Probability Distributions

Purpose

This unit aims to introduce students to concepts that are important in probability. The emphasis should be on working slowly taking the time to let the students grasp the ideas that underlie the activities presented. All the ideas are important as a base for future learning in this area of mathematics.

Specific Learning Outcomes
  • explain what a probability distribution is
  • explain how probabilities are distributed
  • calculate what happens to the distribution when variables are summed
  • calculate expected number from theoretical probabilities
  • appreciate the difference between theoretical and experimental probabilities.
Description of Mathematics

The probability distribution of a discrete random variable is a list of probabilities associated with each of its possible values. It is also sometimes called the probability function or the probability mass function. If we were to toss two coins, we know that there is an even chance of getting heads or tails for each. In this case, the probability distribution of the event "tossing two fair coins" looks like this: Two tails, One head and one tail, Two heads 1/4 1/2 1/4. There is a one in four chance that both coins will be tails, a one in 2 chance that one coin will be tails and the other tails, and a one in four chance that both coins will be tails.

Required Resource Materials

Dice

Coins

Spinners

Key Vocabulary

probability distribution, random variables, uniform variables, simulation

Activity

Session 1

This session aims to give the students a feel for what a probability distribution is, and to investigate the sum of 2 variables.

  1. Group the class in 3s.
  2. Issue each group with a pair of dice and pose a contextual question that will form the scaffolding for the skills and ideas they will cover in this session. If you are playing a board game that involves rolling two dice and moving the sum shown, what is the probability that your next move would be a move of 8 spaces?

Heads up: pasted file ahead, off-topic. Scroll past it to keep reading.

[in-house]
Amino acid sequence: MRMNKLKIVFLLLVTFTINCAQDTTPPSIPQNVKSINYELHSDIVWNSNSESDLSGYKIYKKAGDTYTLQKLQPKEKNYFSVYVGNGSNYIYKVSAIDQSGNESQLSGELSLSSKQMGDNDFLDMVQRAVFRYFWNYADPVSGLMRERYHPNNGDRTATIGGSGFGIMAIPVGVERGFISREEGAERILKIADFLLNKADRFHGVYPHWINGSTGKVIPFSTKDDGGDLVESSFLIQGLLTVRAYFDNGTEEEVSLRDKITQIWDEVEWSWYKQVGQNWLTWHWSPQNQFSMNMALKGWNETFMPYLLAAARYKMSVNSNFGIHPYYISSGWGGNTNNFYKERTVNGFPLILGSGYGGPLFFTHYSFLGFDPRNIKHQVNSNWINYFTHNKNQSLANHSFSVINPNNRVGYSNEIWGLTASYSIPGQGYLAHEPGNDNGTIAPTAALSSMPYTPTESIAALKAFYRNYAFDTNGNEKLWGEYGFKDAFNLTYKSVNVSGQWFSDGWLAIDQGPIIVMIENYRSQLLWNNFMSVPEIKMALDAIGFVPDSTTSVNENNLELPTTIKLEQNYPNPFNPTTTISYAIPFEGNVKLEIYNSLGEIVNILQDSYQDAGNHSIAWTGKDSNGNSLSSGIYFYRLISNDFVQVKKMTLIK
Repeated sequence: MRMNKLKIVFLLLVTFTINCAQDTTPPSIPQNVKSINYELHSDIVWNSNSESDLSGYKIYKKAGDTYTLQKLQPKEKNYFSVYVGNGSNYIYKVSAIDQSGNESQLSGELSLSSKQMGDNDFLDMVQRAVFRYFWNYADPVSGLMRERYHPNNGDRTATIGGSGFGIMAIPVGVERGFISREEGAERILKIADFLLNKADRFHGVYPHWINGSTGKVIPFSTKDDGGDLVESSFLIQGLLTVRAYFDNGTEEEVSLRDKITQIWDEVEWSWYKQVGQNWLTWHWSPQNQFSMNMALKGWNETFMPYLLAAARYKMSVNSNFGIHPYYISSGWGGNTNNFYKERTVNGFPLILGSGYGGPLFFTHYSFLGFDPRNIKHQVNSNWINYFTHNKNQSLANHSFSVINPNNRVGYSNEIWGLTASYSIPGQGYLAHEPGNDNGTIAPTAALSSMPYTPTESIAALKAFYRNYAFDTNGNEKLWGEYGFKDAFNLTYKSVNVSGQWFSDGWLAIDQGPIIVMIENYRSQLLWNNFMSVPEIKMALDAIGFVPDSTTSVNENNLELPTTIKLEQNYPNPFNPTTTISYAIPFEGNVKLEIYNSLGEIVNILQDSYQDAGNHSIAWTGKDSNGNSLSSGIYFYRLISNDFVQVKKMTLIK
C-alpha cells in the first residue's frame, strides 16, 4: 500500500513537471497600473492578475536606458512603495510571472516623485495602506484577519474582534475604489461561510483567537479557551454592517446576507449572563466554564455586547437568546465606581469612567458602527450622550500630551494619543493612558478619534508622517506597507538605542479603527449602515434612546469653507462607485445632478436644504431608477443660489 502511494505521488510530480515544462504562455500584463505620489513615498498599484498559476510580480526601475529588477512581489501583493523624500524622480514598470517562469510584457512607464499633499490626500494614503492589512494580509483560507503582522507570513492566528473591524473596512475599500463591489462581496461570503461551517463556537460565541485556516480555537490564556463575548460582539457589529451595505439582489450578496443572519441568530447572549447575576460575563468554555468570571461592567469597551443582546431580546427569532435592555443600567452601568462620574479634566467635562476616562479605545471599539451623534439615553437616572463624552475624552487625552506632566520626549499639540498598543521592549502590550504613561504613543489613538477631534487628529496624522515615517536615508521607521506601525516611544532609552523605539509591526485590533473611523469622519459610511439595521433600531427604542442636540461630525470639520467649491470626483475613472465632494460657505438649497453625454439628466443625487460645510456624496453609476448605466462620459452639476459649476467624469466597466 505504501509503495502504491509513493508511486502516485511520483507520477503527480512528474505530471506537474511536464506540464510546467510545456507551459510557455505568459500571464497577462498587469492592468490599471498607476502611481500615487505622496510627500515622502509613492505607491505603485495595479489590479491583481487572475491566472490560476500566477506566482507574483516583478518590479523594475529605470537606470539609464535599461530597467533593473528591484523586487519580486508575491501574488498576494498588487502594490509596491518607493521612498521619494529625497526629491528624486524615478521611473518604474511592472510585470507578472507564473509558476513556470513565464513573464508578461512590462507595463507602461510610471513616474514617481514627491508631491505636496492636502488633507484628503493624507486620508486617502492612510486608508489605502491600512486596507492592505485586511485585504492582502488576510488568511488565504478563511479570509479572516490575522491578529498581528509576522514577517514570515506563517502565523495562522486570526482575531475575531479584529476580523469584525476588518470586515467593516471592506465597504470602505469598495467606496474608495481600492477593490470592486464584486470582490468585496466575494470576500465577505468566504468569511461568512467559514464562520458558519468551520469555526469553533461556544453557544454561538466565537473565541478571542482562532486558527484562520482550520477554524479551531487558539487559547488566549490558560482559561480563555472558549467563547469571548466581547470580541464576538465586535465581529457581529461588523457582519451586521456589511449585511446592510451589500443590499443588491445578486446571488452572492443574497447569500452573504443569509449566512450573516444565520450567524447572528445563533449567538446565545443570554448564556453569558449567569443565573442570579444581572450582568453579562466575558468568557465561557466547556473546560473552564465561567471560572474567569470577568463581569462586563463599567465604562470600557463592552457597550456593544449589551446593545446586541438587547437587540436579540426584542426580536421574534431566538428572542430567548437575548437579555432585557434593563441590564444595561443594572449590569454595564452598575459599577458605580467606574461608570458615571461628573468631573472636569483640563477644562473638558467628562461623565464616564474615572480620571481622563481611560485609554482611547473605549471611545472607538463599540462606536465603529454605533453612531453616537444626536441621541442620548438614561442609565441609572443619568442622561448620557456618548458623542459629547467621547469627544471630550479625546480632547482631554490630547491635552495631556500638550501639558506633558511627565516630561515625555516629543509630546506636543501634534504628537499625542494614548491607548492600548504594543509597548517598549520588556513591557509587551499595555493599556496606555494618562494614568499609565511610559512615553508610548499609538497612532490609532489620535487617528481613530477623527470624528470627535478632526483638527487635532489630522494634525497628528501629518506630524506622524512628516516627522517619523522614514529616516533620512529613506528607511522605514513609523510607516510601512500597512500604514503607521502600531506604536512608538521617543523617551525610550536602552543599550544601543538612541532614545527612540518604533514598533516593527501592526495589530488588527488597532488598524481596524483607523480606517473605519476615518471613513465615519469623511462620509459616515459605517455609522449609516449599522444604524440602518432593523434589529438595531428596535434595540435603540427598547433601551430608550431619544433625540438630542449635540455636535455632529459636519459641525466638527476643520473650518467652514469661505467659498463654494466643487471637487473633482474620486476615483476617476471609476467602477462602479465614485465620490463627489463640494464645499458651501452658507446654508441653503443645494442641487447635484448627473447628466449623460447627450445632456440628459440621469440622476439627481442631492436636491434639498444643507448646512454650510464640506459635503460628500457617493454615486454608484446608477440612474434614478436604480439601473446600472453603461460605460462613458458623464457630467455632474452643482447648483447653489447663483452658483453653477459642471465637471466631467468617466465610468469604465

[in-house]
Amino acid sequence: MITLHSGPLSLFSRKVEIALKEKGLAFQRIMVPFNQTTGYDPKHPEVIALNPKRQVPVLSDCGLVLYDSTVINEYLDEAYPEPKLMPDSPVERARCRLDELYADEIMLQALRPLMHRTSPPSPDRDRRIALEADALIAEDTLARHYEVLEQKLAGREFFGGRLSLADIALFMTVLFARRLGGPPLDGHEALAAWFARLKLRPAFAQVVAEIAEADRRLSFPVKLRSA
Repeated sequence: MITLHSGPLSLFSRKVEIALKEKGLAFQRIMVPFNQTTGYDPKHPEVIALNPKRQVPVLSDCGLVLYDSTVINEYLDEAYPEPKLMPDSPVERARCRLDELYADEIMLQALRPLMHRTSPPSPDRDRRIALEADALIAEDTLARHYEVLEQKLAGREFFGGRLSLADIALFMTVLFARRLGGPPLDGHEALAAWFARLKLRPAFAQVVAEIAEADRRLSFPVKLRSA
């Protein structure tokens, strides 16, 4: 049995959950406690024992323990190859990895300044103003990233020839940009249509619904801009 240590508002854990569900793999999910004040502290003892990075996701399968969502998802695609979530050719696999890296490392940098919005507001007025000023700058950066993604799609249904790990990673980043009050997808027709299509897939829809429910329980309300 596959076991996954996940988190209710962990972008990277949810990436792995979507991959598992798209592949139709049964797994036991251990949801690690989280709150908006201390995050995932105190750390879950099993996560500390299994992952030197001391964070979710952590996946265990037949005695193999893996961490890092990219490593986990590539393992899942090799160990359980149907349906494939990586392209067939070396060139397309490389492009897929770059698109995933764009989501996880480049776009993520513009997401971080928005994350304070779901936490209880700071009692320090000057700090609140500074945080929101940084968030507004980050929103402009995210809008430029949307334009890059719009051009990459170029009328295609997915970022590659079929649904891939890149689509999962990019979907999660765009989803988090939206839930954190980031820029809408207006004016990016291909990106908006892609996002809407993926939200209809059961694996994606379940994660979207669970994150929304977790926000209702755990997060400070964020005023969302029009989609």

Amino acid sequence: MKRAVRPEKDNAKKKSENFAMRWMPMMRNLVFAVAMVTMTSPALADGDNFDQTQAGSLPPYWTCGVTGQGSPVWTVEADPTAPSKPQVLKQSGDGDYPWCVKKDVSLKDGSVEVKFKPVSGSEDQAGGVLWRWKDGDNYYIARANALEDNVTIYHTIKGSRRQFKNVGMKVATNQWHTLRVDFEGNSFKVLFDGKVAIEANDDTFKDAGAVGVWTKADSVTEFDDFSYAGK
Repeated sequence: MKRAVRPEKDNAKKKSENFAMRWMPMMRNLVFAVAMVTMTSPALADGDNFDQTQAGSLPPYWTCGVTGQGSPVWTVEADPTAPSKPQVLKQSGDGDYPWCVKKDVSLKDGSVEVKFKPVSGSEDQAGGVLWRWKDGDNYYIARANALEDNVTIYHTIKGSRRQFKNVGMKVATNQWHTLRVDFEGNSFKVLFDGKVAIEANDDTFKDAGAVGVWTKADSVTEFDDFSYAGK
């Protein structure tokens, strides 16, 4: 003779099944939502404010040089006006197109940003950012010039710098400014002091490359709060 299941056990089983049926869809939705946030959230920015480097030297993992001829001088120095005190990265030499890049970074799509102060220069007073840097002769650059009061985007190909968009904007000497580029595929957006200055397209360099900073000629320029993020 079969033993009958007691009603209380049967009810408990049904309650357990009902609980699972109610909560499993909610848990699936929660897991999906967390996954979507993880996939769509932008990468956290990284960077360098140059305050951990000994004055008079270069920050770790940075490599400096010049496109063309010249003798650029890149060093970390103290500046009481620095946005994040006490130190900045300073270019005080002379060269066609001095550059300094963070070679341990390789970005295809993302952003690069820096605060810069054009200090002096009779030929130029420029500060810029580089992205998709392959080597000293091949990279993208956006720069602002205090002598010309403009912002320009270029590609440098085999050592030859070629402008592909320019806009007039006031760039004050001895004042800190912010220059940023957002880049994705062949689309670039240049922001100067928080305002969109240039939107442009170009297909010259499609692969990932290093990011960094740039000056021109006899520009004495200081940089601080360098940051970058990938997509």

3. They investigate the sum of the two numbers when the pair of dice is rolled (difference is simply larger minus smaller).
    What all the possible sums from the two dice?
    Are any sums more likely than others? How do you know?
  4. Ask the students to use list the sample space to find the probability distribution. They may need to be shown how to set their working out in a 6x6 table, or they may have their own orderly method of listing the sample space.
  5. Pose the following questions to groups. What is the probability that rolling two dice gives a sum of 8? Which sum(s) from the two dice has the highest probability? Which sum(s) from the two dice has the lowest probability?
  6. Make a spinner that simulates, in one spin, the sum of rolling two dice.
  7. Consolidate students' learning with some or all of the following activities, as time allows. For each of the following pairs of variables (1) find the distribution of the sum (2) show the distribution as both a table and a graph (3) draw a spinner that simulates the sum in a single spin.

Session 2

This session uses the knowledge and technique developed in session 1 to solve word problems.

  1. Pose the following problems for the class to solve in small groups. Ask the students for their ideas on how to proceed.
    Problem 1: Three seeds are planted. Each has probability 0.3 of growing. Draw the distribution of the number of seeds that grow.
    Problem 2: Three lightbulbs are switched on for a month. The chance of any one of the bulbs blowing during this period is 0.2. Find the probability that all will blow during the period; 2 will blow; 1 will blow; none will blow. Graph the distribution.
    Problem 3: It is known that 10% of torches made by a particular factory are defective. If you buy 3 torches, what is the probability distribution for the number of them that will be faulty?
  2. Share methods and solutions.
  3. If time, get the students to make up their own problem(s) along these lines, for each other to solve.

Session 3

This session has aims: to investigate the distributions when uniform variables are added, and to add 3 variables.

  1. In groups add the following pairs of uniform variables. Discuss the images below. Have the students suggest possible scenarios that would lead to such a distribution. What are the possible values of each variable? Give me an example of a situation that would have an even chance of scoring a 1 or a 2 or a 3. What are the possible values of the sum of the two variables? Give me an example of what might be happening here? Try to encourage the class to come up with a wide variety of possible contexts, no matter how wacky, placing an emphasis on their scenario having numerical accuracy.
  2. Graph the distribution of the sum of the two variables in each of the above images.